Researchers at the Texas A&M Transportation Institute’s (TTI) Proving Grounds have run over 3,000 full-scale crash tests on everything from subcompact cars to 80,000-lb tractor-trailer rigs. The Center for Transportation Computational Mechanics (CeTCoM) at TTI has a history for being able to help predict the outcome of such crash testing using computer simulations and publicly available computer vehicle models. Now the Center is capable of developing these detailed computer vehicle models in-house for use in simulated crash testing before the real crashing begins on the storied Proving Grounds runway.
“It costs about $50,000 to run a full-scale crash test,” says TTI Associate Transportation Researcher Michael Brackin. “So to run a crash test and have something fail is an expensive venture. With the models that we produce, it substantially reduces the risk of that happening.”
The researchers use two three-dimensional scanning devices to build the three-dimensional surfaces of any object. The first laser scanner is a handheld scanner attached to an articulated precise arm. This is used for scanning small to medium sized objects. The second laser scanner is a long-range scanner that scans objects within a large volume that surrounds the scanner itself. This scanner is used for scanning large objects such as concrete barriers or vehicle panels. These scanners allow the researchers to scan vehicle parts and components of roadside safety and perimeter security devices for use in computer modeling to predict how they might react in a crash. The models are then inputted into impact analysis software, which produces a simulated version of a crash test. The impact analysis software runs on a state of the art computational cluster that is housed in CeTCoM.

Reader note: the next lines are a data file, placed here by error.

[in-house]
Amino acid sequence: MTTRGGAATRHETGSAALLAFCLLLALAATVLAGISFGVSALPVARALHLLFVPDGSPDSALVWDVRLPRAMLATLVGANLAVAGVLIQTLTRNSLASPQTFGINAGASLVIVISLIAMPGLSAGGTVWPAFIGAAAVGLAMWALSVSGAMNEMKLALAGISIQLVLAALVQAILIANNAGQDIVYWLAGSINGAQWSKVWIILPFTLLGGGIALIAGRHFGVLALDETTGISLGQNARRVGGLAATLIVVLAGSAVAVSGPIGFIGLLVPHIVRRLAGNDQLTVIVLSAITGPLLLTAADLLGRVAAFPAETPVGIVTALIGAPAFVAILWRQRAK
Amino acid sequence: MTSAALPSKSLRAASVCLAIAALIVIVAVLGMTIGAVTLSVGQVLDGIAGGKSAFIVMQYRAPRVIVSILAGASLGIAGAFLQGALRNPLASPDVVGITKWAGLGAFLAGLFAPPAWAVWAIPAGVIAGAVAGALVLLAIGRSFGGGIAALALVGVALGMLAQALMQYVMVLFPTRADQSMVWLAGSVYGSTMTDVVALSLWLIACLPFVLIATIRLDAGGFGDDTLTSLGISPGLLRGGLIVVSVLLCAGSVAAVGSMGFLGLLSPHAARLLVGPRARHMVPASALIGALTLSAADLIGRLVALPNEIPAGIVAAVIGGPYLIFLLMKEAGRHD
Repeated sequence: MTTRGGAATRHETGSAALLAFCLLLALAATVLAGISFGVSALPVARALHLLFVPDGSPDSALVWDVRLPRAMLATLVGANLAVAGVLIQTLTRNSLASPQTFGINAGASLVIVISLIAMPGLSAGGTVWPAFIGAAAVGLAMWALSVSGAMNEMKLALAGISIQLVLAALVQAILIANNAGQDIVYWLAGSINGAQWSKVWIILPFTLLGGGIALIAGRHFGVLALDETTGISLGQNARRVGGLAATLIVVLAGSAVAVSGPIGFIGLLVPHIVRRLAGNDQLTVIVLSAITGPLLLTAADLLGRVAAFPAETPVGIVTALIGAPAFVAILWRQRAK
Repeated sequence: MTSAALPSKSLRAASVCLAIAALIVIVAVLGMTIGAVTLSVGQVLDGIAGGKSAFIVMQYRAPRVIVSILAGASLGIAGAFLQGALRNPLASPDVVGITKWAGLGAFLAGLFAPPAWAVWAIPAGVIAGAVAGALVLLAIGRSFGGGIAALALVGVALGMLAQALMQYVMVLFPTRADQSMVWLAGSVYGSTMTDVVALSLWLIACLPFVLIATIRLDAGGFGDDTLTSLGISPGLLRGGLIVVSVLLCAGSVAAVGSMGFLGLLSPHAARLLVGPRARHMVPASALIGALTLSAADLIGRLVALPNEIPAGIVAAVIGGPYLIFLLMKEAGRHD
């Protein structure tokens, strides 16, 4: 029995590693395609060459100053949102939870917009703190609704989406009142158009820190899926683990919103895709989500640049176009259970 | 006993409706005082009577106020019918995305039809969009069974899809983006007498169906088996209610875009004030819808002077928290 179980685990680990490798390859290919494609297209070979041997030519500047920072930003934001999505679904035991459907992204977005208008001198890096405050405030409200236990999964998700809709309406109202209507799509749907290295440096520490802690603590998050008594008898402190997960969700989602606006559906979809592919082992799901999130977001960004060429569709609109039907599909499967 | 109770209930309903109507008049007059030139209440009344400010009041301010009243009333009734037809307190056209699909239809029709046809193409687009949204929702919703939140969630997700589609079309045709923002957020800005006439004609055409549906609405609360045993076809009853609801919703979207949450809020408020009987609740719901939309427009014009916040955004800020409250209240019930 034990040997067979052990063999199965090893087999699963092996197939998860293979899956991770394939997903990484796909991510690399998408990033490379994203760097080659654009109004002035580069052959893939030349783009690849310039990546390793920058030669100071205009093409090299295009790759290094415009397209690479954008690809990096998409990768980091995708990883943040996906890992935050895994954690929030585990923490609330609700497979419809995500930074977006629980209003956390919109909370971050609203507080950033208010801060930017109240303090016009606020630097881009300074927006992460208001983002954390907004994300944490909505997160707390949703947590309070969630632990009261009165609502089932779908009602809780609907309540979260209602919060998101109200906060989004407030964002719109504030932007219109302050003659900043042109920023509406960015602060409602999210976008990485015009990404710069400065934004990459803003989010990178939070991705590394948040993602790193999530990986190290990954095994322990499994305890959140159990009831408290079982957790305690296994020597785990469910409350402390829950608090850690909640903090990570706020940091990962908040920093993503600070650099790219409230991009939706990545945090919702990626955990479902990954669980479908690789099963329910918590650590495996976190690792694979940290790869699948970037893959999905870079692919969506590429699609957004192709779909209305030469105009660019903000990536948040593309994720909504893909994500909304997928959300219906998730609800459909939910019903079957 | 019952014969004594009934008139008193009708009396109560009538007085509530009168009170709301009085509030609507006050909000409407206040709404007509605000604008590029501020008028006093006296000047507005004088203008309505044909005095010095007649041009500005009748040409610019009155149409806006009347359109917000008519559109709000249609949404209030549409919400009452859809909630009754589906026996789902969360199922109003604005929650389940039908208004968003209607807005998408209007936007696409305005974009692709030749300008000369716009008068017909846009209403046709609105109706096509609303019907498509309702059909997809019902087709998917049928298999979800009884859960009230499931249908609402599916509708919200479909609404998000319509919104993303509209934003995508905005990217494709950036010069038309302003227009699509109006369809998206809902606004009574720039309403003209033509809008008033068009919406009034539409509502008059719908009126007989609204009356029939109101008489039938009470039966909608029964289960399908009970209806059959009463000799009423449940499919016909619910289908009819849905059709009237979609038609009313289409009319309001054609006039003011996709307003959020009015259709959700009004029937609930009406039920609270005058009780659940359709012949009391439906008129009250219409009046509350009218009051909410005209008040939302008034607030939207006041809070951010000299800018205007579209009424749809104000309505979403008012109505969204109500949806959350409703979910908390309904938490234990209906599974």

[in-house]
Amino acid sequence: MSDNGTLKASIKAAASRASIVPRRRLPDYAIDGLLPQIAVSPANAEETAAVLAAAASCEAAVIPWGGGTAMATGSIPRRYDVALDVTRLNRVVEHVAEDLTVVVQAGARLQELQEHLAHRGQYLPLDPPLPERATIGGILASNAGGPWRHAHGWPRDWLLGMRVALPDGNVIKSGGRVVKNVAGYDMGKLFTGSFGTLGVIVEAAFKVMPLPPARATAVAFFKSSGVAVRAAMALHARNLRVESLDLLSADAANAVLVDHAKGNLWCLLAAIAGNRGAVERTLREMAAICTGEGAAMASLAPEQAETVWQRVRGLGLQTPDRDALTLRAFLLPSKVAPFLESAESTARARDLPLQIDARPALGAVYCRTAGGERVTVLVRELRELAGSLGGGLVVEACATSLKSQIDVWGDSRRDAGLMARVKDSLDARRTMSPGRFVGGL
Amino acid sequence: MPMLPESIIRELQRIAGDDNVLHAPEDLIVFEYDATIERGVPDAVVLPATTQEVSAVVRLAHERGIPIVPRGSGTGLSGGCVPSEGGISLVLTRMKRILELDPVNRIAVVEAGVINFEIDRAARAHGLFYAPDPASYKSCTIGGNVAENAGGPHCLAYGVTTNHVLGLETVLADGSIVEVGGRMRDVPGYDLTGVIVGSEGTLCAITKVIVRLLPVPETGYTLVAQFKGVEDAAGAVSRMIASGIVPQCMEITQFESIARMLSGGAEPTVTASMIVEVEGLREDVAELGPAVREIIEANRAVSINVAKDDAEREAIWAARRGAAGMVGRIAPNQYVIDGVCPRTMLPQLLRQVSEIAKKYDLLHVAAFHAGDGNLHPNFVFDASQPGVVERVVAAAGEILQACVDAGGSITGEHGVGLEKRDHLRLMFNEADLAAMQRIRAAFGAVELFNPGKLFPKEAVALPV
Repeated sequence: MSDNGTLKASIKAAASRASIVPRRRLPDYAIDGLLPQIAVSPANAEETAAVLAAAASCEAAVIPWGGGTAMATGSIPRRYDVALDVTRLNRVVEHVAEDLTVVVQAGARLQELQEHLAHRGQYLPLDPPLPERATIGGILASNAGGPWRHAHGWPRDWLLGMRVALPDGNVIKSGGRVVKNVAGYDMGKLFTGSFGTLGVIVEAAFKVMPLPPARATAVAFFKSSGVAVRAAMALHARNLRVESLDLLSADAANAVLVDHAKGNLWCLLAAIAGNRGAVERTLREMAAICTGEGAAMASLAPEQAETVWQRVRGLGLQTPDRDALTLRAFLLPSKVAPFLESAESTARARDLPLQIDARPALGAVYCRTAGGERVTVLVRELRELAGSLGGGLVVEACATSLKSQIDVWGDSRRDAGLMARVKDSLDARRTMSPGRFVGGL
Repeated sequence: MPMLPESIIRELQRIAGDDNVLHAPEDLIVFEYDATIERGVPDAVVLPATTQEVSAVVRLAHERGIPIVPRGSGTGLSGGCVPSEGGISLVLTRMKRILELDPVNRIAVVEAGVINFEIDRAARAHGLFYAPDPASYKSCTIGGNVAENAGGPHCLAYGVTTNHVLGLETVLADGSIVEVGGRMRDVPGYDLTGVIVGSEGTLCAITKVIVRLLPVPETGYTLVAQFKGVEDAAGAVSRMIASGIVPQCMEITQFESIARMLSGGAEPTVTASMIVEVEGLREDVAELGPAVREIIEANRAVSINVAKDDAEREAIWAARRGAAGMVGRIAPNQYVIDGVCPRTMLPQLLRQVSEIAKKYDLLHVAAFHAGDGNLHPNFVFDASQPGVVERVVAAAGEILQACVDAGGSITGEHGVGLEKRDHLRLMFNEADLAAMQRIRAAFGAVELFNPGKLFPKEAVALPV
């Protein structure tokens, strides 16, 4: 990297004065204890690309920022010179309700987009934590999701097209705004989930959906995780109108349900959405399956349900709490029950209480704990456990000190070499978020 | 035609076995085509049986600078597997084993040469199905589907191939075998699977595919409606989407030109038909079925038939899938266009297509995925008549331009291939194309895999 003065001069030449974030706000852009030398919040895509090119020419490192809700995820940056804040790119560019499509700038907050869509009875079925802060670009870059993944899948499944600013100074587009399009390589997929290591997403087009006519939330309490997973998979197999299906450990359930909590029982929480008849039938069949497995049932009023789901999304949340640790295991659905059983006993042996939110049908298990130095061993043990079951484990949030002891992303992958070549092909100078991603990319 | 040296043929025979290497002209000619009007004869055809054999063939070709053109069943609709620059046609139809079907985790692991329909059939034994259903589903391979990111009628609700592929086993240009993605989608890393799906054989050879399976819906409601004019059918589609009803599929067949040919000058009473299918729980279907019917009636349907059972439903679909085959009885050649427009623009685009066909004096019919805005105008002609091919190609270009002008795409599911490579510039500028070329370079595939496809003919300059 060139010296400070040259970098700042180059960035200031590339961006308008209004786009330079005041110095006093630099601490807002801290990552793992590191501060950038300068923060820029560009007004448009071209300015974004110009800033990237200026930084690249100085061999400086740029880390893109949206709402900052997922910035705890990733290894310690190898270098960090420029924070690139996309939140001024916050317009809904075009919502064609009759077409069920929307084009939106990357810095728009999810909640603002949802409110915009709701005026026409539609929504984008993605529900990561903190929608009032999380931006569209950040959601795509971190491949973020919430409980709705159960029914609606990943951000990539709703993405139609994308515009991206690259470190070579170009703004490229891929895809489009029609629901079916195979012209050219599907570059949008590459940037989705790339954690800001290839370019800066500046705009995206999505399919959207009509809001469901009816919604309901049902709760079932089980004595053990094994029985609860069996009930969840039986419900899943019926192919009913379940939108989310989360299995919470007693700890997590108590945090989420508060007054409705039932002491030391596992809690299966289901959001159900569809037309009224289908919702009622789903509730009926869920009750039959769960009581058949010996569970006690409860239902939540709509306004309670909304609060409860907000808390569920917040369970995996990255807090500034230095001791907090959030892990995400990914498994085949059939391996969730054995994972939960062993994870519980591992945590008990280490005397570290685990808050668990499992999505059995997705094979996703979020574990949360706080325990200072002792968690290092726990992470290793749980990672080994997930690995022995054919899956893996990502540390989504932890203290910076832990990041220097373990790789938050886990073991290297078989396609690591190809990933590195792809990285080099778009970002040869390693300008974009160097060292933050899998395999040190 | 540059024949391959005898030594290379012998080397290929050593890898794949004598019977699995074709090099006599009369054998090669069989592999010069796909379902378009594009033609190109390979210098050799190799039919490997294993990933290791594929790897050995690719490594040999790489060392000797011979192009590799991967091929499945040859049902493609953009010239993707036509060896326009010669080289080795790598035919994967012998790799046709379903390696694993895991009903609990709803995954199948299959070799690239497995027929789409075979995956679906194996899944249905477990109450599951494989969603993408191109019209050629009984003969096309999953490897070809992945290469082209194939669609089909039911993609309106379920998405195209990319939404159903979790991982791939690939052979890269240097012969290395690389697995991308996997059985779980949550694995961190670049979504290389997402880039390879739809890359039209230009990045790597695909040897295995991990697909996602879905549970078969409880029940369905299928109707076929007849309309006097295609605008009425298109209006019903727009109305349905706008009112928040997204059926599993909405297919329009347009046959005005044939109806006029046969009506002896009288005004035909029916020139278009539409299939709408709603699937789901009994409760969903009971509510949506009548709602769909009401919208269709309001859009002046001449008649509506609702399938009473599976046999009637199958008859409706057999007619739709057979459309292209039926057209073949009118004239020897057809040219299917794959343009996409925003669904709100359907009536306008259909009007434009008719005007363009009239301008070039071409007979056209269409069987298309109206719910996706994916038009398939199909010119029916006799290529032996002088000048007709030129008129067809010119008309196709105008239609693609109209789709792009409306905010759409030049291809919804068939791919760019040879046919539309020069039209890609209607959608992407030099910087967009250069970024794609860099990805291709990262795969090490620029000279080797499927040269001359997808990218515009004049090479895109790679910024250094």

“With simulation, you are able to optimize the performance of a device by finding potential red flags such as the material used and type of bolting on the barrier,” says TTI Research Scientist Akram Abu-Odeh. “It also allows a lot of flexibility in that you can set multiple points on a vehicle to see how they would react in a test.”
According to Brackin, the first model is roughly the cost of an actual crash test, but the cost benefit comes with the ability to repeat that simulation many times at a much smaller cost than actual crash tests.
“Certainly nothing is as reliable as the real thing, but this gets us closer to where we need to be for the crash test to be successful,” says Brackin.